The Symbolist Movement in Literature

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The Symbolist Movement in Literature, first published in 1899, and with additional material in 1919, is a work by Arthur Symons largely credited with bringing French Symbolism to the attention of Anglo-American literary circles. Its first two editions were vital influences on W. B. Yeats and T. S. Eliot—a note that, for nothing else, would assure its historical place with the most important early Modernist criticism. Richard Ellmann has contributed an Introduction to most modern editions.

Textual history[edit]

While The Symbolist Movement in Literature was first published in monograph book form in 1899, its origins can be traced back to previous essays and articles published by Symons. In 1893, Symons' article The Decadent Movement in Literature appeared in the November volume of Harper's New Monthly Magazine. This ten page article touched on many of the authors subsequently discussed in "The Symbolist Movement in Literature", such as Huysmans, Maeterlinck, Verlaine and Villers de L'Isle-Adam. The 1893 essay also mentioned the English writers Pater and Henley.

A few years later adverts were placed for The Decadent Movement in Literature to be published imminently as a book in its own right. In 1896, an advert appeared in The Savoy, which Symons served as literary editor for and Leonard Smithers published. The advert, placed by Smithers himself (for he was hoping to publish it), stated the book to be 'in preparation'. In 1897, Smithers placed an identical advert in his bijou edition of Pope's Rape of the Lock. One assumes that Symons was working on an expanded version of his 1893 article, to be published in a single volume under the same name. How and when Symons decided to change the title word of 'Decadent' to 'Symbolist' is unclear. What is clear, however, is that between 1893 and 1899, Symons' own perception of and sensibility towards literary Decadence changed.

Many of the essays in the 1899 edition of The Symbolist Movement in Literature were initially published as individual articles between 1897 and 1899 in periodicals such as The Star or The Athenaeum, before being revised and collated for the final monograph.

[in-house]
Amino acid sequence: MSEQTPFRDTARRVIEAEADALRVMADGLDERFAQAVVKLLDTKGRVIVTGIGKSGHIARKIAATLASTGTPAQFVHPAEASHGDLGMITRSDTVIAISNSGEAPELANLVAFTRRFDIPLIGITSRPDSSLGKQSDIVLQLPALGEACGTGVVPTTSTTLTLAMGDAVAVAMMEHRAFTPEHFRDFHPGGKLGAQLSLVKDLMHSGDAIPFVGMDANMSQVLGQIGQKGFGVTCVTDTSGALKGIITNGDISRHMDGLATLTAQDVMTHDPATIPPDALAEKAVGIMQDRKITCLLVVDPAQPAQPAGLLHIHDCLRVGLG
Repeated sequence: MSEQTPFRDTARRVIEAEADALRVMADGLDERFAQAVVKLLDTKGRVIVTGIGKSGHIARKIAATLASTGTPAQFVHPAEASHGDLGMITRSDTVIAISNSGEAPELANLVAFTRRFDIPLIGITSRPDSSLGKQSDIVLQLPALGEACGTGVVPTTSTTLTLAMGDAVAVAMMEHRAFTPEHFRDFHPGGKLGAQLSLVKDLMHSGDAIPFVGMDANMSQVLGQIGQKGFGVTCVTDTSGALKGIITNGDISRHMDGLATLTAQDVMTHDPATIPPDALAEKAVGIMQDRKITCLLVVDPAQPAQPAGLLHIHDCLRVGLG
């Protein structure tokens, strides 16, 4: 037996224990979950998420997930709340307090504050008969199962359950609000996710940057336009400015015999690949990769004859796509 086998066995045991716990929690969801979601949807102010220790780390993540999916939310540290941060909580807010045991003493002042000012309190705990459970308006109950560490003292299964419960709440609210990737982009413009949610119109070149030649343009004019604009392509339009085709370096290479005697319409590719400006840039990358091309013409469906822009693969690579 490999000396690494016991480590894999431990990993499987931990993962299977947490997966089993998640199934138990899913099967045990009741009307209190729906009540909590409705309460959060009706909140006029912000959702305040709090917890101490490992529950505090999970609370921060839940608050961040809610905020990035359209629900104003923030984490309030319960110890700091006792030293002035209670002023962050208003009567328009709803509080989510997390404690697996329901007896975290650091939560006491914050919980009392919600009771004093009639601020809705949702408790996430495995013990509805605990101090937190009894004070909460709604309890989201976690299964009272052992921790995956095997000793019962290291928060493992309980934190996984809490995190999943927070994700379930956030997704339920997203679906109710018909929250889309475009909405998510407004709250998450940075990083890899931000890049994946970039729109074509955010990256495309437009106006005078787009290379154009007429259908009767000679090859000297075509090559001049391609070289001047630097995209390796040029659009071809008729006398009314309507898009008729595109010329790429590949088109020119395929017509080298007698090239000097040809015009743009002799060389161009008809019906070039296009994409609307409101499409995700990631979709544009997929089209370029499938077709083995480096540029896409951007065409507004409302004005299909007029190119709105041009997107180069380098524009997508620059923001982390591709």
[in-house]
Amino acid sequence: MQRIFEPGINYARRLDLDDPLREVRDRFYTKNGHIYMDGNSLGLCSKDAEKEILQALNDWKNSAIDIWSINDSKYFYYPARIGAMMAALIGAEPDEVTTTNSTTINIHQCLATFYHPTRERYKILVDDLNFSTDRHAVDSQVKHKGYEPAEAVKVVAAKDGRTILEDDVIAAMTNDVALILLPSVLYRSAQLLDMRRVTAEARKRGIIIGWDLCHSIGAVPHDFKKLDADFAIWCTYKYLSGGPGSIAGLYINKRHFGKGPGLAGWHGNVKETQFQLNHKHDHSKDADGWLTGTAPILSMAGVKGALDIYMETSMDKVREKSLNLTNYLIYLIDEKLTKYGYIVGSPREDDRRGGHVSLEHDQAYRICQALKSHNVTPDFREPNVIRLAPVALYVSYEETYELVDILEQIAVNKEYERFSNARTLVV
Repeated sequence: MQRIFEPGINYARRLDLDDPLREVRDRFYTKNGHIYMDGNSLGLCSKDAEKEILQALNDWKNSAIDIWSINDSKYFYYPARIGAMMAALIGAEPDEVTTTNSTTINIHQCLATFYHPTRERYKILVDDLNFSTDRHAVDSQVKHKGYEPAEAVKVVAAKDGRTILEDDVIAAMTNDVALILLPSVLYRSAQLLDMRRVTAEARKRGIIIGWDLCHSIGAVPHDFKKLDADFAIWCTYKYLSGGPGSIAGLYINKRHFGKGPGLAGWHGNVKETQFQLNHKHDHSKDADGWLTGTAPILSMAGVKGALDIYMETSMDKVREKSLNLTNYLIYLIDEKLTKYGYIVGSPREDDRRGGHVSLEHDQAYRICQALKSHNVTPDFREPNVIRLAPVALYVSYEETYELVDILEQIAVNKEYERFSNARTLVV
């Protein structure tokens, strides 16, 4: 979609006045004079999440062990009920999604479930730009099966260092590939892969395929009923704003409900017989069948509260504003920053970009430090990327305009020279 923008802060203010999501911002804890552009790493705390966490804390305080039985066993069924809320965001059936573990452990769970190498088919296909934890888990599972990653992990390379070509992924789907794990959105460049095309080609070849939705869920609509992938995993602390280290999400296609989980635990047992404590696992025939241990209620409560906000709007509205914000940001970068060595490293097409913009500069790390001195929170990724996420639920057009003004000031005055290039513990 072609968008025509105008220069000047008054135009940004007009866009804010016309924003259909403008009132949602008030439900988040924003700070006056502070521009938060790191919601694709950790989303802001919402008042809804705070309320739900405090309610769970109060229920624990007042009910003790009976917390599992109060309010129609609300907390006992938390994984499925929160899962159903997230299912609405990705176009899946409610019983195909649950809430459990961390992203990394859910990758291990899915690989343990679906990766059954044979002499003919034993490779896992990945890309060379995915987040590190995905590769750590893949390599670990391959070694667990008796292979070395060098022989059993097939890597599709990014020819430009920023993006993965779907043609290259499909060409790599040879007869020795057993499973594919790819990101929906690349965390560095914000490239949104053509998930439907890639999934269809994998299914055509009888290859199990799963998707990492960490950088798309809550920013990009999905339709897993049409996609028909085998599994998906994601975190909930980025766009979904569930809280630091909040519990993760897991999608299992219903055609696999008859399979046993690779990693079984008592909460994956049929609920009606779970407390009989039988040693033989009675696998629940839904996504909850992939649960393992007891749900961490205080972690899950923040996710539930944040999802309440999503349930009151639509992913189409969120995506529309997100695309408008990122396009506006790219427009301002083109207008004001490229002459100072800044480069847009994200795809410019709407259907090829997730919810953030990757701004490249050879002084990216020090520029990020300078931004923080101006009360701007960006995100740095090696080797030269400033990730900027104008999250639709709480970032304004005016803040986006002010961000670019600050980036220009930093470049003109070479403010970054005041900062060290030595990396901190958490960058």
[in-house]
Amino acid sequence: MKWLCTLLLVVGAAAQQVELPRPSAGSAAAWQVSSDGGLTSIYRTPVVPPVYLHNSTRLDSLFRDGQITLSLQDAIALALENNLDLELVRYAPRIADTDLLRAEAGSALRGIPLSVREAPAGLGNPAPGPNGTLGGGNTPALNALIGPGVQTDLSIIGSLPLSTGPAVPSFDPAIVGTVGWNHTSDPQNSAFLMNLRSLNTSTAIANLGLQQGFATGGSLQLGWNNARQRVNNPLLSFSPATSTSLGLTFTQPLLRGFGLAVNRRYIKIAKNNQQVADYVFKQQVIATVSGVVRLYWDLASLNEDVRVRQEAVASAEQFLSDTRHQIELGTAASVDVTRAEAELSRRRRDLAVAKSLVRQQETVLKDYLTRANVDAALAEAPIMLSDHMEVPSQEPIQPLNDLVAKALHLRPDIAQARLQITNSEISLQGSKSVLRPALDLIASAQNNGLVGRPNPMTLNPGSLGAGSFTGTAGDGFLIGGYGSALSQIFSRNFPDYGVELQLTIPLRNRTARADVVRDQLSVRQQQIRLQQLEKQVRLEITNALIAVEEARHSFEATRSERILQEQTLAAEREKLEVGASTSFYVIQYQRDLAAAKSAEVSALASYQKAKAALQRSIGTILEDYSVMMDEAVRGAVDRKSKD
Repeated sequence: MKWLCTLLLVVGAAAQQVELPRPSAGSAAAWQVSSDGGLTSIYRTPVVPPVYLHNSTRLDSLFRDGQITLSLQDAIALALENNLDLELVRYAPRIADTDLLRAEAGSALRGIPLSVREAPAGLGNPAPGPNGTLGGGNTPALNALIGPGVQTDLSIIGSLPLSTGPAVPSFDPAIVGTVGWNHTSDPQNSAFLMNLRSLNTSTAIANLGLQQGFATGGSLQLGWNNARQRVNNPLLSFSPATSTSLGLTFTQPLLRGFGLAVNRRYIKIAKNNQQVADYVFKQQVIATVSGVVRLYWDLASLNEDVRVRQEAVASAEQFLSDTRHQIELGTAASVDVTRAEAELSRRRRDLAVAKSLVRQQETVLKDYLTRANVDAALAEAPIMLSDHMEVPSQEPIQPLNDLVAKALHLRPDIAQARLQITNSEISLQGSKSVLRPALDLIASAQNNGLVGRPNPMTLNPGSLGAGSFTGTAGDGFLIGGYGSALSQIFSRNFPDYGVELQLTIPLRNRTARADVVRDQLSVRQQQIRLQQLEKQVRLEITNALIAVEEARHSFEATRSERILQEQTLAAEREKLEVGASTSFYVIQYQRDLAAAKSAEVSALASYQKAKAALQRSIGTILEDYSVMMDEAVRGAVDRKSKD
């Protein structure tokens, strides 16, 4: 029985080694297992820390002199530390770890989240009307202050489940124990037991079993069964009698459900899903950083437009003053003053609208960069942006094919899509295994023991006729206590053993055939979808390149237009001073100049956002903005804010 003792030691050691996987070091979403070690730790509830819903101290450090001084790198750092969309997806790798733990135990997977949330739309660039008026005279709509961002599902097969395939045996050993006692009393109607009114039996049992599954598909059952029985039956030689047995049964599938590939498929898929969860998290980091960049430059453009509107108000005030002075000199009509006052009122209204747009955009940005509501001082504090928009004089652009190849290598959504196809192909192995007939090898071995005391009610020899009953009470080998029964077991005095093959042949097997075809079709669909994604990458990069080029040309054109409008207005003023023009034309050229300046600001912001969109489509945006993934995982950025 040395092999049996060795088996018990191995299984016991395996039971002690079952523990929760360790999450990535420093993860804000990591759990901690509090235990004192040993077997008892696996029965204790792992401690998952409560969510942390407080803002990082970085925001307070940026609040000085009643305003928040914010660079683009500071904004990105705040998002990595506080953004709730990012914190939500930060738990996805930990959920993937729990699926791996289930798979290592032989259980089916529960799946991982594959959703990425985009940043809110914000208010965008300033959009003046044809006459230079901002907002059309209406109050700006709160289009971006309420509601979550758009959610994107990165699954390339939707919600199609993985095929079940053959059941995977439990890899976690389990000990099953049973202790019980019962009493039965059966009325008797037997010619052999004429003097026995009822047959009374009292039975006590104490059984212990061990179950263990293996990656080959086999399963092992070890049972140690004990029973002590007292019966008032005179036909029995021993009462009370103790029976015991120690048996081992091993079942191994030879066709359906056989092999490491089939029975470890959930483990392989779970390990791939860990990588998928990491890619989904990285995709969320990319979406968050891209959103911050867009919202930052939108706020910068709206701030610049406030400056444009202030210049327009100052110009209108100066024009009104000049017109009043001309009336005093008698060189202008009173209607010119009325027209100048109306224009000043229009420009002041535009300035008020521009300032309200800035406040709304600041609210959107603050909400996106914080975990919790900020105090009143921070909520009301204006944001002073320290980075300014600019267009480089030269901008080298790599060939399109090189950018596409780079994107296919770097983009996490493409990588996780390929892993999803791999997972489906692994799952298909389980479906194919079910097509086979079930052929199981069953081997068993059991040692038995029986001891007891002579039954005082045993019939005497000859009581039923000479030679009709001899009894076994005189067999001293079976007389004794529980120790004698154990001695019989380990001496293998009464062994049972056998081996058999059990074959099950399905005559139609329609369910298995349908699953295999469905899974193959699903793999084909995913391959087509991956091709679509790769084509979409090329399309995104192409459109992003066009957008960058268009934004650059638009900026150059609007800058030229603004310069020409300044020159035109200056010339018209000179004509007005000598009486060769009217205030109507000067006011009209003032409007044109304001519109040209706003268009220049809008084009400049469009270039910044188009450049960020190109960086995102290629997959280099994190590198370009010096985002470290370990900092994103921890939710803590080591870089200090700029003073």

Contents[edit]

Symons's book is a collection of short essays on various authors. A list of contents is useful, among other reasons, for determining the time and trace of its influence. Eliot, for instance, would not have read about Baudelaire in his 1908 edition. Essays on English authors were added for Symons's 1924 Collected Works.

1899 and 1908[edit]

  1. Gérard de Nerval
  2. Villiers de L'Isle-Adam
  3. Arthur Rimbaud
  4. Paul Verlaine
  5. Jules Laforgue
  6. Stéphane Mallarmé
  7. The Later Huysmans
  8. Maeterlinck as a Mystic

Additions in 1919[edit]

  1. Balzac
  2. Prosper Mérimée
  3. Théophile Gautier
  4. Gustave Flaubert
  5. Charles Baudelaire
  6. Edmund and Jules de Goncourt
  7. Léon Cladel
  8. A Note on Zola's Method

Influence[edit]

Arthur Symons was a close friend of Yeats, and the mutual influence was probably just as much one of conversation as of letters. Its dedicatory note (to Yeats) opens:

May I dedicate to you this book on the Symbolist movement in literature, both as an expression of a deep personal friendship and because you, more than any one else, will sympathise with what I say in it, being yourself the chief representative of that movement in our country? France is the country of movements, and it is naturally in France that I have studied the development of a principle which is spreading throughout other countries, perhaps not less effectually, if with less definite outlines....

T. S. Eliot, whose relationship with the book was significantly less dialectical—he discovered its second edition in bookshop while at Harvard, though he did eventually write to Symons—was perhaps even more influenced by it:

I owe Mr. Symons a great debt: but for having read his book I should not, in the year 1908, have heard of Laforgue or Rimbaud; I should probably not have begun to read Verlaine; but for reading Verlaine, I should not have heard of Corbière. So the Symons book is one of those which have affected the course of my life.[1]

Its importance for other contemporary writers was also, of course, profound. Richard Ellmann, James Joyce's most preeminent biographer, argues that Symons was a major influence for Joyce's decision to emigrate to Paris (though Joyce's attitude toward Rimbaud, as evinced by the former's letters, was generally negative). In a later generation Symons' book was responsible, for example, for alerting the young British poet David Gascoyne to the appeal of French poets such as Rimbaud and Baudelaire, some of whom he was to memorably translate.

Notes[edit]

(Unless otherwise noted, all quotations taken from the 1958 ed.)

  1. ^ Howarth, Herbert. Notes on some Figures Behind T.S. Eliot, Houghton Mifflin, Boston, 1964 pp. 103-4, citing Eliot's review of Peter Quennell's Baudelaire and the Symbolists in the January 1930 issue of Criterion magazine.

External links[edit]